For those of you who have received Facebook SuperPokes from me in the last few days, I apologize. I’m still figuring out why I need this thing, although I’ve been assured by Those Who Know that all will become clear eventually. Whatever. I spent most of yesterday at a conference, and one of the sessions featured a very energetic woman telling a room full of baffled small businesspeople that they need to be on Twitter, a site that seems to exist for the sole purpose of letting the whole world honk like a goose.*
(* Many years ago, Alan had an interview with an ornithologist. Before he left, I said, “Ask him what geese are saying when they honk at one another when they’re flying.” He returned and reported the answer: A puzzled look, and “Here I am.”)
On the other hand, if I’d been sent a Twitter text message telling me my buds John and Sammy were not in Atlanta yesterday at 8:48 a.m. EDT, but at the Timberline Lodge on Mt. Hood, I would not have awakened John at 5:48 a.m. PDT to ask what sort of DV camera I should buy. I know that’s the sort of day-brightener I always appreciate.
The conference wasn’t a total waste of time. It was a research trip, and I got lots of ideas, even though the temperature indoors seemed to be turned down to stun. I spent the first part of the week worrying that the nape of my neck would never feel cool and dry again and by Wednesday — not even the end of the week — I’m blowing on my fingers in hopes of feeling sensation in them. During a break in the action, I wandered out to the lobby to discover the UAW had struck Chrysler. By the time I got home, the strike was over. Six hours — not even a whole shift — and yet it was enough to send yet another sheaf of solidarity-forever photos out into the world. Tom Walsh at the Freep points out the stakes:
(UAW President) Ron Gettelfinger is on the verge of doing something so historic, forging the most important UAW contracts since the GM sit-down strikes of 1936-37, that he felt compelled to deploy the biggest weapon in his arsenal, the strike, to make it happen. He called strikes to squeeze every last penny and every possible promise of a job from the companies, in return for the UAW agreeing to major cost-saving measures, most importantly, a union-run trust fund to handle future health care costs for retirees.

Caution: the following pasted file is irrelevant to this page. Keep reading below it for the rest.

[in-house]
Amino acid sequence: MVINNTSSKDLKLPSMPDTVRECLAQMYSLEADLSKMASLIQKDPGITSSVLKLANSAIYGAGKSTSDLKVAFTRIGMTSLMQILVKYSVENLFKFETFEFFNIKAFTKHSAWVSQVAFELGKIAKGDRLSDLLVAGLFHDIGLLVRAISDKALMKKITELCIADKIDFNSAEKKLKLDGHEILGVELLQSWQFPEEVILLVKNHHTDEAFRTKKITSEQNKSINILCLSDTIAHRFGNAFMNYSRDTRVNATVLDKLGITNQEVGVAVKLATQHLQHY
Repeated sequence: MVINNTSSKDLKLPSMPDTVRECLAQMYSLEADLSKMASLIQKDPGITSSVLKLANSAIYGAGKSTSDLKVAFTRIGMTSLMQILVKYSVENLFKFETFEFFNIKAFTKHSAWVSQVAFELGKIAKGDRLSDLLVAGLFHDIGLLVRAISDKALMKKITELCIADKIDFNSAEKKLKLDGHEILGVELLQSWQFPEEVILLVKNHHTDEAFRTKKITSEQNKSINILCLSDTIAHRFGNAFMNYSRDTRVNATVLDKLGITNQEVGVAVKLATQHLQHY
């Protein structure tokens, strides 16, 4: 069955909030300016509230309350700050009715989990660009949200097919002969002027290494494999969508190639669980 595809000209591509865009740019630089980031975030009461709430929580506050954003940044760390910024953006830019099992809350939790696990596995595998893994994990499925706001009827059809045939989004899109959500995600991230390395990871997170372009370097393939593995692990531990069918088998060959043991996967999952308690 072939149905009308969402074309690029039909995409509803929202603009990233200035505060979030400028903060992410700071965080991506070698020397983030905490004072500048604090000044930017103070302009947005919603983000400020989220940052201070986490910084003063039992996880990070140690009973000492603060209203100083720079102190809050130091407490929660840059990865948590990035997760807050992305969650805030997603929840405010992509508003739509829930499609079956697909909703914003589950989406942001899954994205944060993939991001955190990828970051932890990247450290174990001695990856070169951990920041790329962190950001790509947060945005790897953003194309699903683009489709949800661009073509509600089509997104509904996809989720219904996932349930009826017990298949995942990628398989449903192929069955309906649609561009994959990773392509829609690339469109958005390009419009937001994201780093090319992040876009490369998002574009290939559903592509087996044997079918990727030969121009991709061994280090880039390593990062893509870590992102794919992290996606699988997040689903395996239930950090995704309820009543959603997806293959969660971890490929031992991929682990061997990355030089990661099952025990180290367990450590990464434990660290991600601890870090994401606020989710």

And he called strikes to show the hourly rank-and-file workers that he has their back, that he’s doing everything he can to get the most he can for his people. If UAW members don’t trust their leader to do that, they won’t ratify these contracts. The heavy lifting is not done. Gettelfinger, UAW Vice President Bob King and their bargaining team must now hunker down with Ford Motor Co., arguably the weakest of Detroit’s automakers, to negotiate one more contract.
I point this out not to bore the crap out of you, only to pause for a moment and reflect that a smart beat reporter-turned-columnist can be a real service to readers. That is all.
One of the sessions I attended was on innovation. After I adjusted my brain to the idea — having spent my career in an industry that could have hung out a sign reading, PROUDLY INNOVATION-FREE SINCE THE CIVIL WAR — I started to wonder if newspapers might not have had to travel this rocky path, if they’d had the sense to see the future coming down the road at them. Impossible question to answer, I know, but I do know what kept them from seeing it: Fear. Newspapers have been managed from a position of nail-biting fear for so long they don’t know any other way to do it. Kind of like the UAW. Too bad.
When I snapped back to attention the speaker was talking about how the parking decks at Metro Airport were innovated to within an inch of their lives, and the next step will likely be a Star Trek transporter between your home and your departure gate, cutting the car and the parking out of the equation completely. Kind of like the internet and newspapers. Too bad.
Friends, I’m beat, and I told myself I’d get this chore out of the way early, so I can shower and eat and adjust my caffeine balance. I don’t have much bloggage, but I advise you to find your own at Comics Curmudgeon, where daily the proprietor points out the utter laziness and fear-based management that rules the funny pages. Psst: He’s just devastating on Ziggy today. Or Doghouse Riley, who is having Hoosier-style water problems, something I recall from my Hoosier days.
And if you’d like to be sucked into a Flash vortex and not get any work done for the rest of the day, go ahead and try to spot the difference. Make sure the monitor faces the wall and no one can see what you’re really doing.
Also, where’s Danny been these days? The halls feel empty and echo-y without him.
LA mary said on October 11, 2007 at 11:01 am